Love, a Saratoga Springs, Utah mayor who is challenging Democratic Rep. Jim Matheson, has a jam-packed schedule here. Her biggest turn in the spotlight will come on Tuesday evening, when she takes the stage in a prime-time speech that will lead up to New Jersey Gov. Chris Christie’s much anticipated keynote address. Love will discuss her parents’ immigration from Haiti and will argue that Romney offers a pathway to achieving the American dream, according to a House GOP aide briefed on her remarks.
She will also be a popular face among donors and delegates. She’s scheduled to attend meetings with Restore Our Future, Mitt Romney’s super PAC, and Maverick PAC, a group headed by George P. Bush, the son of former Florida Gov. Jeb Bush. And on Monday she attended a lunch sponsored by the American Action Network, an organization that is set to spend millions to defend the House GOP majority.
Love, who’s already received wide coverage in the national press since winning her party’s nomination this spring and has secured endorsements from heavy hitters like Sen. John McCain and former Secretary of State Condoleeza Rice, will also make an appearance on Fox News’s “Fox and Friends” on Tuesday.
Recent polls show her trailing Matheson, but no matter what the outcome of her congressional race, Love is not going anywhere as a national Republican celebrity.
Cotton, an attorney and Afghanistan war veteran who’s favored to seize a Democratic-held House seat in Arkansas, has already established himself as a conservative favorite. During his successful primary campaign he won an endorsement from the Club for Growth and was the subject of profiles in the National Review and Weekly Standard.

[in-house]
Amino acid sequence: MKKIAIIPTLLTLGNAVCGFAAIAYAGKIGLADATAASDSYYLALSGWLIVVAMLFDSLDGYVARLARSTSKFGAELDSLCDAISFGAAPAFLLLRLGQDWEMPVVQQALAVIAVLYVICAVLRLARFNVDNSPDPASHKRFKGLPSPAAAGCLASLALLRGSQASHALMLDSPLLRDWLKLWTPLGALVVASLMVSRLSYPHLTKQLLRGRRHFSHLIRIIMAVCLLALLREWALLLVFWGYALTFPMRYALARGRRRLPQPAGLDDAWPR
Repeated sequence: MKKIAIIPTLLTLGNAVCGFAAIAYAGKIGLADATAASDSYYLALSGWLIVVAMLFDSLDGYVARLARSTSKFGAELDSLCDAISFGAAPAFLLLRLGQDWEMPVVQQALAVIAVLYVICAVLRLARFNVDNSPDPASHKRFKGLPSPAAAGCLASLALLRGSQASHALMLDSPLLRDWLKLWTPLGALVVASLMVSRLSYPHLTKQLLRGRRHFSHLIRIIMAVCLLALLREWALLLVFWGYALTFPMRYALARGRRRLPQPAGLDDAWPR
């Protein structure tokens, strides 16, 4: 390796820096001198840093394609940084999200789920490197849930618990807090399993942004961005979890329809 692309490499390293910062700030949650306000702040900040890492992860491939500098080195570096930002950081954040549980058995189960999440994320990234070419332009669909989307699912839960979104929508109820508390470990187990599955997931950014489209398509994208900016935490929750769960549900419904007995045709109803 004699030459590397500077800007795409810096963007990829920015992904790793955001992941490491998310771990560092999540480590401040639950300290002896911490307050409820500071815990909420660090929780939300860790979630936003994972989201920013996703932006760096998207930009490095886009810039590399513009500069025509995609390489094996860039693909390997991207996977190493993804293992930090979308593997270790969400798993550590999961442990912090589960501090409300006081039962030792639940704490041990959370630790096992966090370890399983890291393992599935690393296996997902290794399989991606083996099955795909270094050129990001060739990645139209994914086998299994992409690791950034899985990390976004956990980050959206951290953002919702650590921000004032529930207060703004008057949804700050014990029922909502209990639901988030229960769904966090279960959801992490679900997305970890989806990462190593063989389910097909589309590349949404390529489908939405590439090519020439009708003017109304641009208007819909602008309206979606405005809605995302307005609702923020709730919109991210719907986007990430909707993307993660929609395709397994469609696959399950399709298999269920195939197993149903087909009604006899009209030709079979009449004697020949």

The Cotton parade will continue this week in Tampa, where the Republican is set to meet with a handful of groups eager for some face-time with the rising star. On the agenda, an event with the pro-Israel advocacy group AIPAC and a briefing with the National Republican Congressional Committee, which has made Cotton’s race a priority. Should he win, Republicans would control all four of Arkansas’ congressional seats.
He’s also slated to hold an event with Concerned Veterans for America, a group headed up by former Minnesota Senate candidate Pete Hegseth.
Cotton will arrive at the convention on Wednesday after spending the first part of the week on the campaign trail.
“It’s important to be here because not only [do you] get to meet people you’re going to be serving with, but you also get to meet with groups you want to build relationships with.”
Once seen as a long shot in Nebraska’s primary, rancher and state senator Deb Fischer is now seen as the best chance for Republicans to take the seat being vacated by Democratic Sen. Ben Nelson.
She is not the establishment’s favorite candidate, but the Palin-backed Fischer will introduce herself to those same establishment Republicans Tuesday afternoon. She’s also here to raise money: organizing a fundraiser while she’s in Tampa, the Omaha World-Herald reported.
“As recently as a week ago, Deb Fischer was dismissed by the establishment. Why? Because she is not part of the good old boys’ permanent political class,” Palin said in a Facebook post shortly after Fischer’s win. “The message from the people of Nebraska is simple and powerful: America is looking for real change in Washington, and common-sense conservatives like Deb Fischer represent that change.”
She’s still the favorite in the general election in which she’ll face former Sen. Bob Kerrey. She has said she’s running a “Nebraska-focused” campaign and has sought to paint Kerrey as an out-of-touch-washed-up politician.